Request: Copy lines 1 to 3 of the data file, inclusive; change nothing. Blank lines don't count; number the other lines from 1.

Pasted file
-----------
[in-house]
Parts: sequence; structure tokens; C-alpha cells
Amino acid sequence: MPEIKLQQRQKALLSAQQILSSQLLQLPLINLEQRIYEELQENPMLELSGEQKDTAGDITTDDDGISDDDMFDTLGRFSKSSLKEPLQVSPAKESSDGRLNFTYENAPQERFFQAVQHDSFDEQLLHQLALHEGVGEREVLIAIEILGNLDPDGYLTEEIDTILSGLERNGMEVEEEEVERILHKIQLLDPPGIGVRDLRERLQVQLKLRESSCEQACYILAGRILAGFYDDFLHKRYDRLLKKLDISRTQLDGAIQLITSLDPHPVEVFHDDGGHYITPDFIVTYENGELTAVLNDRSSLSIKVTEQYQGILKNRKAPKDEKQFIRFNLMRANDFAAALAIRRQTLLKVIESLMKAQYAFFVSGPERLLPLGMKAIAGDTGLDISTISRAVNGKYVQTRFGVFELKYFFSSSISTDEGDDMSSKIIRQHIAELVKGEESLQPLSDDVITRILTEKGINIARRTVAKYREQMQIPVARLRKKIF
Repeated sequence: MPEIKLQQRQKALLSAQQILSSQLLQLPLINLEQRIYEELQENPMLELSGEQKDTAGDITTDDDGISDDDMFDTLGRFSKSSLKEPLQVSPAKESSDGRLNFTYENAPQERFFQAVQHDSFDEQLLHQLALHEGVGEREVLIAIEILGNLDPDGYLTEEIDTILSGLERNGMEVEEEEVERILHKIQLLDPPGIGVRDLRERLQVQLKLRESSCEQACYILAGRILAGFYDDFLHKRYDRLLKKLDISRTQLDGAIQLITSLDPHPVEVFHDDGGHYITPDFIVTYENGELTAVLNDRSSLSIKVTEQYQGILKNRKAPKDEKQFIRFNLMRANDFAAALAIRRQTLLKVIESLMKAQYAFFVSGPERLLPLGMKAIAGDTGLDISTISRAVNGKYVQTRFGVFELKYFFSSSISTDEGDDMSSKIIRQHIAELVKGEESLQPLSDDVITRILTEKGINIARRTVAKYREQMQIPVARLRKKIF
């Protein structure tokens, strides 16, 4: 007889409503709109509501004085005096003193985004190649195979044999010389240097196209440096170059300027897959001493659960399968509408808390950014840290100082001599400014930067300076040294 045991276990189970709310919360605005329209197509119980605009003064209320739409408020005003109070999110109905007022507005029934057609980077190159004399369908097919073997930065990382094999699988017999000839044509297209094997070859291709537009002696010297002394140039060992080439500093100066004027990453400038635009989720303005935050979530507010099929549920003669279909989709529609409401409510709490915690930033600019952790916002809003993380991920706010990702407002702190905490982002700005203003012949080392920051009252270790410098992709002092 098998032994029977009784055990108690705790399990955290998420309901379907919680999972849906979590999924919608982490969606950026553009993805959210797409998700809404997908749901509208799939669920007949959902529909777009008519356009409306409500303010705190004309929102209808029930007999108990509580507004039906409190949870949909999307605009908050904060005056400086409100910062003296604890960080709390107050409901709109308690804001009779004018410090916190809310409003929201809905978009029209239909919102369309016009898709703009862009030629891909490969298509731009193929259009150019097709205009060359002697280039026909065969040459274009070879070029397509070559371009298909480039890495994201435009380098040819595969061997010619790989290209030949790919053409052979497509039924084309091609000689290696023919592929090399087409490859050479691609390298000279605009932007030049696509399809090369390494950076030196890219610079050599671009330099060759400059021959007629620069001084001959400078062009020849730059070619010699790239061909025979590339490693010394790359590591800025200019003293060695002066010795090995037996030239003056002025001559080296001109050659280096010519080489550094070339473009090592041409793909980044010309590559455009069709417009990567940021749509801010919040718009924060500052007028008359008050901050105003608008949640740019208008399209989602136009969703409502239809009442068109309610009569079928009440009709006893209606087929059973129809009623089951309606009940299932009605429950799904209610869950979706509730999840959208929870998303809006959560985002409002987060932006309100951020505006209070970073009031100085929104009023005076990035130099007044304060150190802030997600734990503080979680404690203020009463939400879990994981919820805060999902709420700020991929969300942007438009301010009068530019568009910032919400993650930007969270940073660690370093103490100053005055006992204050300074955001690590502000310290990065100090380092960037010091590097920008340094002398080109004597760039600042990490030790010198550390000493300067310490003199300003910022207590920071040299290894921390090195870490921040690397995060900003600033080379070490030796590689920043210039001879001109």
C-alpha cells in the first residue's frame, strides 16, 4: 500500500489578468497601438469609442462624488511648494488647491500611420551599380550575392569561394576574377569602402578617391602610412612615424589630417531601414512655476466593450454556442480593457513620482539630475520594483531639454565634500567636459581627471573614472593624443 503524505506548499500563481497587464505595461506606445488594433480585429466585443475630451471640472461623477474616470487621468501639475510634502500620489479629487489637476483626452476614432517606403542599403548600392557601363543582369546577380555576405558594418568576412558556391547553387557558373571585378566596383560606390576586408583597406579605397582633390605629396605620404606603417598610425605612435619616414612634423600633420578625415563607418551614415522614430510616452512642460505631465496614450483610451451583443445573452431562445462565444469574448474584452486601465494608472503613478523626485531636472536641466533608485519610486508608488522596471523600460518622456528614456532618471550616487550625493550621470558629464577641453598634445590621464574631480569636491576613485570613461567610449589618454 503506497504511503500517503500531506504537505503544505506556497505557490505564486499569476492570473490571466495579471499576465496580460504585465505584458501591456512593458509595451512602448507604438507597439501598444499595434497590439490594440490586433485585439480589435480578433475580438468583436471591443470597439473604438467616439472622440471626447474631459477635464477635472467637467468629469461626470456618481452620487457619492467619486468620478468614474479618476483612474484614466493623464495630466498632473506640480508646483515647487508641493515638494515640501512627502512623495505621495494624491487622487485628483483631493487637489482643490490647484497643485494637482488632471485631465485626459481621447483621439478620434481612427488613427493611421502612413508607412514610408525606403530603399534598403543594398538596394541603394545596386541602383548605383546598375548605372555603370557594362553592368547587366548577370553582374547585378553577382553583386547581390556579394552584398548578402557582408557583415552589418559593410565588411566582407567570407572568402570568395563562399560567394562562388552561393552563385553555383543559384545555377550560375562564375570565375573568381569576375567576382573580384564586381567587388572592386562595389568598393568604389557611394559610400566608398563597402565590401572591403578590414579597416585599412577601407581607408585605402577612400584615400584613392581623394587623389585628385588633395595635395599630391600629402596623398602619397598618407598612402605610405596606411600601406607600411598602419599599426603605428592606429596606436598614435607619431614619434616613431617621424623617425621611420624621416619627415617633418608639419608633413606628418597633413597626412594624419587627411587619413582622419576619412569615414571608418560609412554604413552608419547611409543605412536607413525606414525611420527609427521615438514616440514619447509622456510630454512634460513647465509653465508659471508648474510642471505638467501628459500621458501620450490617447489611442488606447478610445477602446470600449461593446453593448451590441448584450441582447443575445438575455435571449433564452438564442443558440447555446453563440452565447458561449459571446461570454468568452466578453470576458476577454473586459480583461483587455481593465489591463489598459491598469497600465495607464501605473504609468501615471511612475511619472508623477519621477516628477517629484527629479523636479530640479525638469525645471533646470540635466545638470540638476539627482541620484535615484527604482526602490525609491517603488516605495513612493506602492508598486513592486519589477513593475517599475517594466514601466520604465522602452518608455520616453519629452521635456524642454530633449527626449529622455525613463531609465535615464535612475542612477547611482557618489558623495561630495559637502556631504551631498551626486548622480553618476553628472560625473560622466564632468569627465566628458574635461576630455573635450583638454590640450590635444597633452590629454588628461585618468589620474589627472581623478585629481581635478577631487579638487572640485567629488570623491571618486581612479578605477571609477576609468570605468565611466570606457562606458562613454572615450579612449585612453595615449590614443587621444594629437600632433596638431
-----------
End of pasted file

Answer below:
[in-house]
Parts: sequence; structure tokens; C-alpha cells
Amino acid sequence: MPEIKLQQRQKALLSAQQILSSQLLQLPLINLEQRIYEELQENPMLELSGEQKDTAGDITTDDDGISDDDMFDTLGRFSKSSLKEPLQVSPAKESSDGRLNFTYENAPQERFFQAVQHDSFDEQLLHQLALHEGVGEREVLIAIEILGNLDPDGYLTEEIDTILSGLERNGMEVEEEEVERILHKIQLLDPPGIGVRDLRERLQVQLKLRESSCEQACYILAGRILAGFYDDFLHKRYDRLLKKLDISRTQLDGAIQLITSLDPHPVEVFHDDGGHYITPDFIVTYENGELTAVLNDRSSLSIKVTEQYQGILKNRKAPKDEKQFIRFNLMRANDFAAALAIRRQTLLKVIESLMKAQYAFFVSGPERLLPLGMKAIAGDTGLDISTISRAVNGKYVQTRFGVFELKYFFSSSISTDEGDDMSSKIIRQHIAELVKGEESLQPLSDDVITRILTEKGINIARRTVAKYREQMQIPVARLRKKIF